Introduction: We’ve embarked on a big project - the Center for Social Innovation - and have been learning lots along the way. We’ve decided to share our experience here in the hopes that our lessons will be of some benefit to others. Please reach out if you are thinking about a similar project for your community and we’d be happy to chat - email@example.com
in case you missed it, read part one: Developing the Vision
Interested in touring The Center for Social Innovation? Schedule a time here.
Part 2: Finding Our Home
Our vision for the Center for Social Innovation was coming into focus, but we still needed to put a foundation under our castle in the sky. The next step was site selection.
The primary challenge with site selection (other than location, zoning, permitting, availability of utilities, impervious cover requirements, storm water management, whether you are located in a transit oriented development zone, etc.) was identifying a tract of land that was priced to allow for long-term affordability. This was especially difficult in a city seeing rapid land appreciation and population growth.
We had narrowed our search to East Austin because we believed we would still be able to find affordable land, and because the community need was high while still being close to downtown.
With the help of some excellent real estate professionals from Cushman and Wakefield, we evaluated about a dozen projects that fit our loose initial criteria. We created detailed financial models of the most promising projects, but in most cases we couldn’t create an affordable product for some reason. Some required prohibitively expensive subterranean parking, another restricted our potential uses due to its location in the airport overlay, and another required costly stormwater management improvements that meant we couldn’t arrive at a sufficiently low lease rate to attract the tenants we wanted.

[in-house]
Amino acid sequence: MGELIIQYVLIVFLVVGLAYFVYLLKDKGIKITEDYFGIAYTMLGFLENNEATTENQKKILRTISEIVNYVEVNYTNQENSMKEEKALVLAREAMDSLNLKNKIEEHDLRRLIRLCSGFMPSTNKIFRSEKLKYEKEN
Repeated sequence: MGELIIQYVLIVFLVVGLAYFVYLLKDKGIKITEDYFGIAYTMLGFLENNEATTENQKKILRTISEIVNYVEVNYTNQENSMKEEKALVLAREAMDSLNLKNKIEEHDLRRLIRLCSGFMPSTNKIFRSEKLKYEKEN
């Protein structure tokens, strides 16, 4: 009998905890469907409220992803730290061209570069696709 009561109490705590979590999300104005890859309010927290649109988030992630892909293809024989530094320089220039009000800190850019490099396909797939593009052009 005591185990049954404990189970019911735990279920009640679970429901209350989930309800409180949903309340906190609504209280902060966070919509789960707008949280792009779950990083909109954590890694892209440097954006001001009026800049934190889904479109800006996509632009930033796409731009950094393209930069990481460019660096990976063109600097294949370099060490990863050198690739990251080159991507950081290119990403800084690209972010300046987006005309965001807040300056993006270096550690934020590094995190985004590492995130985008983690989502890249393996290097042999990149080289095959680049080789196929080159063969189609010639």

It was about this time that we met Central Austin Management Group (CAMG). They had developed one of our favorite eastside projects, Canopy. Canopy resulted from the conversion of an old goodwill fulfillment center into affordable artist studio space, some creative office, and Sa-Ten - a coffee shop, restaurant and gathering place. It also supports a vibrant community of artists year round as well as during events such as East Austin Studio Tours. Canopy is more than the sum of it’s parts. We found ourselves in the business of placemaking and Canopy always struck us as an unusually successful example of placemaking.
But, Canopy offering the all-too-rare affordable studio space, had quite a wait list. Commercial lease rates in Austin were rapidly approaching an all-time high and the writing was on the wall for the non-profit, social venture, artist and maker communities. We’ve lost track of the number of folks we’ve talked to who had rent increases between 100% and 400% when it came time to renew their lease or simply were denied the option to renew because the property was being sold or re-developed.
CAMG, always on the look out it seems to create value by repurposing undervalued assets, had acquired the property, previously a tank farm, and completed the necessary environmental remediations.
After some early discussions it became clear to Notley and CAMG that we were trying to solve the same problem for two different but complementary tenant groups. By working together to create a truly exceptional place, Springdale General could play a larger role in the development of Austin’s innovative ecosystem generally and the Springdale Rd./Airport Blvd. corridor specifically.
Matt McDonnell is a Partner at Notley Ventures, a micro private equity firm focused on the intersection of profit and social impact. He previously served as COO of Famigo, an early childhood EdTech company, and a sailing instructor at Outward Bound. He holds an MBA from the College of Charleston, a JD from the University of Texas School of Law, and has been a contributor to Ed Surge and Venture Beat.